The opening scene of the new pilot begins with Channing’s daughter Emma (Margaret Ladd) having a secret tryst with field hand Turner Bates (Robert F. Lyons) between a vine row — Spring Mountain’s actual — before they scurry off to the cellar room — actually that of a Cucamonga winery. It is there that Falcon Crest’s co-owner, Emma’s uncle Jason Gioberti (Harry Townes), discovers the two, accidentally leading to him drunkenly tumble to his death. That incident, however, serves as the perfect opportunity for Channing to try and fully take over Falcon Crest and run it with an iron fist.

“My brother was a man of the soil, and we return him to the earth,” she says at Gioberti’s funeral.

In “Falcon Crest,” wine is merely the MacGuffin for this nighttime soap opera of scandal and intrigue.

Despite the incredible scenery, soaring shots of grape fields, and a 19th-century chateau with a grand tower, gables, and a wrap-around veranda, wine scarcely appears in the pilot. You never see a grape picked, nor any wine made; heck, there’s not even a single glass of wine drunk in this first episode. (A few empty bottles are found when Gioberti’s house is searched after his death.) The Channings could just have easily owned, well, a Dallas oil company.

Nearly 34 minutes into the pilot episode, however, there is finally some wine talk. Walking through their cellar among the barrels, Angela tests her sycophantic adult grandson Lance (Lorenzo Lamas) on the process for making the “profitable” Gamay Beaujolais.

“Carbonic maceration,” he astutely replies, noting that “the grapes are crushed by their own weight, fermentation occurring as the carbon dioxide blanket prevents oxygen from reaching the fruit.”

But scenes like this are short and rare in the series, one that hardly glamorizes or fetishes wine like other notable on-screen depictions, such as “Sideways.” There’s no oenological passion in the show, no beautiful visuals of ruby red Pinot Noir being poured into a glass, no close-ups of characters closing their eyes in ecstasy as they sniff and then sip with a “soupçon” of asparagus, there’s not even such transgressive flexes like that of Miles (Paul Giamitti) drinking a sublime 1961 Cheval Blanc from a styrofoam cup while chowing down on a fast-food burger and onion rings. In “Falcon Crest,” wine is merely the MacGuffin for this nighttime soap opera of scandal and intrigue.

And yet, amidst the familial back-stabbing and Machiavellian machinations, Napa Valley wine was somehow still an inspiration and aspiration for many viewers.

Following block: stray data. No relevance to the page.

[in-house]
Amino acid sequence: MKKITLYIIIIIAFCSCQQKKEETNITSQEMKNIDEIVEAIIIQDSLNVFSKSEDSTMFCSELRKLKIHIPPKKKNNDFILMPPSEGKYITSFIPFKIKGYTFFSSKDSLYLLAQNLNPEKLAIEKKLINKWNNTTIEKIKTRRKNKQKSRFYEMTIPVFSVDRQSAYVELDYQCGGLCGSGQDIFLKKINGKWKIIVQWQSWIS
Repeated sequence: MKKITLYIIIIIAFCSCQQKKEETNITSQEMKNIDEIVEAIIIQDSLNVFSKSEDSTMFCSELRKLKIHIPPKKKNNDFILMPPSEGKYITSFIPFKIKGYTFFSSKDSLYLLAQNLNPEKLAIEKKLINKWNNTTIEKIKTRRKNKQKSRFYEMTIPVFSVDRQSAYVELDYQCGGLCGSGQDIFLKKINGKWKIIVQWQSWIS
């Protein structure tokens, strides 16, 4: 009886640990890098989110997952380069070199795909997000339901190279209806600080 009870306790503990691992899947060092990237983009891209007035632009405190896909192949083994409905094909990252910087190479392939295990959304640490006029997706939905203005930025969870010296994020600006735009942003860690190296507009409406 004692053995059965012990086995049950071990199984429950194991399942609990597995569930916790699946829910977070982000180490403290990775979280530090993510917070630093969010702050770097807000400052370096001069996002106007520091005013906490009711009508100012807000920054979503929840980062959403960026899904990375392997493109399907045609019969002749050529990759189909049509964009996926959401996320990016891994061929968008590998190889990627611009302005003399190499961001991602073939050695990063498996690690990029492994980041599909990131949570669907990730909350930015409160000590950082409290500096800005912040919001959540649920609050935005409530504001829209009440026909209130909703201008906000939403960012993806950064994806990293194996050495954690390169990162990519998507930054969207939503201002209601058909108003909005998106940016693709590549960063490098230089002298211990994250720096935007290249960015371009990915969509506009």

Recall, many Americans of the time were not yet wine drinkers, certainly not wine connoisseurs, and hardly aware of what California wine had to offer. In 1981, when Napa Valley received the state’s first AVA, there were around 100 wineries in Napa Valley; today there are over 1,700. In 1979, all wine sold in America formed a $4 billion industry; today, Napa Valley wineries alone account for a $34 billion economy. This was the ’80s, man, and people were drinking vodka and peach schnapps. That same year as the premiere, in fact, Taylor California Cellars — owned by Coca-Cola, no less — had just launched a Light Chablis for the health-conscious youth market.

No matter, though. On the heels of “Dallas,” “Falcon Crest” quickly soared into the top 20 of the Nielsen Ratings, with some 17 million viewers per week. (For comparison, a buzzy show like “Succession” is watched by around 2 million viewers these days.)

And, despite the lack of serious wine discussion, “Falcon Crest” would spawn a legion of fans suddenly interested in Cabernet Sauvignon and Pinot Noir — and suddenly descending on Napa Valley, which, though popular among California sightseers, was not yet the international tourist mecca it is today. In fact, by 1984  The New York Times reported that “Falcon Crest” fans were “threatening to disrupt the area’s small-town way of life.” By certain estimations, 80 percent of the weekend traffic and gridlock was created by fans of the show.

These were hardly sophisticated oenophiles or pop culture buffs, however. Many were interlopers merely searching for “Falcon Crest” stars’ homes — non-existent, of course; these were actors living in Los Angeles — while invading Spring Mountain Vineyards, raising the ire of Robbins, who didn’t offer public tours.